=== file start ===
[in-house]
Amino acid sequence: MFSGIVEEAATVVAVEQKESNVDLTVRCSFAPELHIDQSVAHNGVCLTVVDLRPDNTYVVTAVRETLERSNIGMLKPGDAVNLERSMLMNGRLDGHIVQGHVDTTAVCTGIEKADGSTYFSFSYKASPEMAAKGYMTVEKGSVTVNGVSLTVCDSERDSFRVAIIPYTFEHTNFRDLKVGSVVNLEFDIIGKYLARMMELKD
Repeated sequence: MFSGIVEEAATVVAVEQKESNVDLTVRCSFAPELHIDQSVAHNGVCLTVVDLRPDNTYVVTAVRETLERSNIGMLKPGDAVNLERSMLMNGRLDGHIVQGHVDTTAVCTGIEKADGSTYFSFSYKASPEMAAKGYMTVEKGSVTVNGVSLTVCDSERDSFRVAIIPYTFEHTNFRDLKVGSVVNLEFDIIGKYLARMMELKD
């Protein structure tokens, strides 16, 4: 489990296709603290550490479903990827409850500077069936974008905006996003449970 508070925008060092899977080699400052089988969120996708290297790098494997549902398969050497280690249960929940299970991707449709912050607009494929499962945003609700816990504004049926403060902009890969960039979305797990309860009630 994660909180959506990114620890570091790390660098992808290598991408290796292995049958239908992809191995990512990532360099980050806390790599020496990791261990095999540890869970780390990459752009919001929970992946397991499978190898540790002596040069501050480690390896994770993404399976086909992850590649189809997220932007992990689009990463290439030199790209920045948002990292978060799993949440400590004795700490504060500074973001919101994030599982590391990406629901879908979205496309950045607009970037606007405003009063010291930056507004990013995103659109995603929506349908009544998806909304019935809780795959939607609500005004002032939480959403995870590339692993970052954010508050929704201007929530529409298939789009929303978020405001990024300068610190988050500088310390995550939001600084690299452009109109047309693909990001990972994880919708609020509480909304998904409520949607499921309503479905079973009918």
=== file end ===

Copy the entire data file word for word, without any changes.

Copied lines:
[in-house]
Amino acid sequence: MFSGIVEEAATVVAVEQKESNVDLTVRCSFAPELHIDQSVAHNGVCLTVVDLRPDNTYVVTAVRETLERSNIGMLKPGDAVNLERSMLMNGRLDGHIVQGHVDTTAVCTGIEKADGSTYFSFSYKASPEMAAKGYMTVEKGSVTVNGVSLTVCDSERDSFRVAIIPYTFEHTNFRDLKVGSVVNLEFDIIGKYLARMMELKD
Repeated sequence: MFSGIVEEAATVVAVEQKESNVDLTVRCSFAPELHIDQSVAHNGVCLTVVDLRPDNTYVVTAVRETLERSNIGMLKPGDAVNLERSMLMNGRLDGHIVQGHVDTTAVCTGIEKADGSTYFSFSYKASPEMAAKGYMTVEKGSVTVNGVSLTVCDSERDSFRVAIIPYTFEHTNFRDLKVGSVVNLEFDIIGKYLARMMELKD
């Protein structure tokens, strides 16, 4: 489990296709603290550490479903990827409850500077069936974008905006996003449970 508070925008060092899977080699400052089988969120996708290297790098494997549902398969050497280690249960929940299970991707449709912050607009494929499962945003609700816990504004049926403060902009890969960039979305797990309860009630 994660909180959506990114620890570091790390660098992808290598991408290796292995049958239908992809191995990512990532360099980050806390790599020496990791261990095999540890869970780390990459752009919001929970992946397991499978190898540790002596040069501050480690390896994770993404399976086909992850590649189809997220932007992990689009990463290439030199790209920045948002990292978060799993949440400590004795700490504060500074973001919101994030599982590391990406629901879908979205496309950045607009970037606007405003009063010291930056507004990013995103659109995603929506349908009544998806909304019935809780795959939607609500005004002032939480959403995870590339692993970052954010508050929704201007929530529409298939789009929303978020405001990024300068610190988050500088310390995550939001600084690299452009109109047309693909990001990972994880919708609020509480909304998904409520949607499921309503479905079973009918």